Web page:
Empaths & Animals: A Special Relationship
Empaths not only feel the emotions of others in their own bodies, but both psychologists and empaths themselves have said that empaths often benefit from a unique connection to the natural world, and particularly with nonhuman creatures. Empaths and animals, it seems, have a special relationship.
Of course, many of us feel we have a deep bond with our pets or with a specific type of creature such as the birds or even squirrels in our yards. Or we may feel compassion towards the animals in a zoo. In fact, evolutionary biologists have studied the general sense of empathy humans have towards animals and our tendency to anthropomorphize them. The majority of us can muster both empathy (the feeling that we can understand the emotions of something outside ourselves) as well as compassion (being moved to help another) for mammals and the other creatures we are more closely related to. We can even have these feelings for trees and bugs, but often to a lesser extent.
But what about empaths? Do they have a special way of connecting with the natural world?
Are Animals Easier for Empaths?
While the definition of a true empath has not been scientifically established, at the very least it seems clear that the characteristics we’ve come to associate with empaths ring true to many people: Empathic individuals are highly sensitive and intuitive, they feel so deeply about other people and living things that they often have to protect themselves from emotional overload, they avoid situations (even fictional ones) involving violence or even sad news because it affects them deeply, and they take solace in and are replenished by nature.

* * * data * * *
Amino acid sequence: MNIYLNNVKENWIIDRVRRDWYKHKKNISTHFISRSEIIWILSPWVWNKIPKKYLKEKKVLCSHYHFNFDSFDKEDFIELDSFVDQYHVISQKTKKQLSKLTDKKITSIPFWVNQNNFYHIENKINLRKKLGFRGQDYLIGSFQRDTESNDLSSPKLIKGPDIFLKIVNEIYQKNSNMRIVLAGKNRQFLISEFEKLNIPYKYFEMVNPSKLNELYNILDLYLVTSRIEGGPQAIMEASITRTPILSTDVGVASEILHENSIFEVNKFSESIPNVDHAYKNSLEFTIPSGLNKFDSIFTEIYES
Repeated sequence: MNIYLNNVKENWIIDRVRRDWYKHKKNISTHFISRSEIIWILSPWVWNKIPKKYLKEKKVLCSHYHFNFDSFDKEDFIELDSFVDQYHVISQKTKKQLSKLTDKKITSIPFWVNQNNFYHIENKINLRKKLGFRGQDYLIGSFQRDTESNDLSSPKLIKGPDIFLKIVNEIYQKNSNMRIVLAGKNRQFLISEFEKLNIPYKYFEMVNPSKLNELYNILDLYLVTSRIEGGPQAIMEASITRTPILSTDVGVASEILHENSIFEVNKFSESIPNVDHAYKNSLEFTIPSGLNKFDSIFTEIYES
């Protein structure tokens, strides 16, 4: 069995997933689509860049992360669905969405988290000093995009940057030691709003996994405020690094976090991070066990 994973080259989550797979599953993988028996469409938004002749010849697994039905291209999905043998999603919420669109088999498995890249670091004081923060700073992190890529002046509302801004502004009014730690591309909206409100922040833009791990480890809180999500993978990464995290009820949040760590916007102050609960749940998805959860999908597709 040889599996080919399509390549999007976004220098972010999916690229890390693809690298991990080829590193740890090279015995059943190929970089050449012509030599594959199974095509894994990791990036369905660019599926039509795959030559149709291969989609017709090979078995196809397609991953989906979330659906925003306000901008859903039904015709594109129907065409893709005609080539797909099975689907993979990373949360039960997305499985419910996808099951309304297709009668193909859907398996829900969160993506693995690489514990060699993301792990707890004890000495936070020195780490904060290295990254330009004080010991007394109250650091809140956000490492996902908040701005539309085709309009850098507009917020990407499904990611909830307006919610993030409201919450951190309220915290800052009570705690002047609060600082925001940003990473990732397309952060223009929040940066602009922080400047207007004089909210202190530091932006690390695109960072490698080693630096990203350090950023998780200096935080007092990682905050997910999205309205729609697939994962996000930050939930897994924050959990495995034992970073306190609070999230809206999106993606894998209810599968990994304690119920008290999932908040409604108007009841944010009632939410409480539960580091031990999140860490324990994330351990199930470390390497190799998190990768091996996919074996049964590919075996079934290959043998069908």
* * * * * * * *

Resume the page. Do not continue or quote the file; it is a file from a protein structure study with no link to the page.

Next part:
Because there’s so little scientific categorization, you’ll find a wide variety of theories about empaths and animals, and it’s unlikely that all empaths forge deep, emotional connections to nonhuman entities. But for those who do, the reasons are obvious:
- Animals are authentic. They’re not dishonest or deceptive (unless they’re being mischievous for a specific purpose), and empaths have little to fear when it comes to sharing their emotional baggage with animals.
- Animals often give affection freely once they trust someone. There’s very little emotional work to be done when bonding with them, and for empaths who fear betrayal, rejection, or being taken advantage of because of their openness, a loyal animal may seem like the most reliable companion.
- Animals live in the moment. They can teach us that getting up and forgetting the past in a matter of seconds can be freeing. Some empaths ruminate to the point of excessive anxiety, so animals can be good teachers when it comes to letting things go.
- Animals allow themselves to be vulnerable. They don’t have the ingrained sense of shame that humans do when it comes to expressing themselves, so they present less of a challenge to empaths when it comes to figuring out what they’re feeling.
- Animals have a measurable positive effect on us. Touch has a calming effect on all humans (in the absence of trauma, of course), and simply stroking an animal has been shown to reduce biological stress responses in humans, such as blood pressure and heart rate.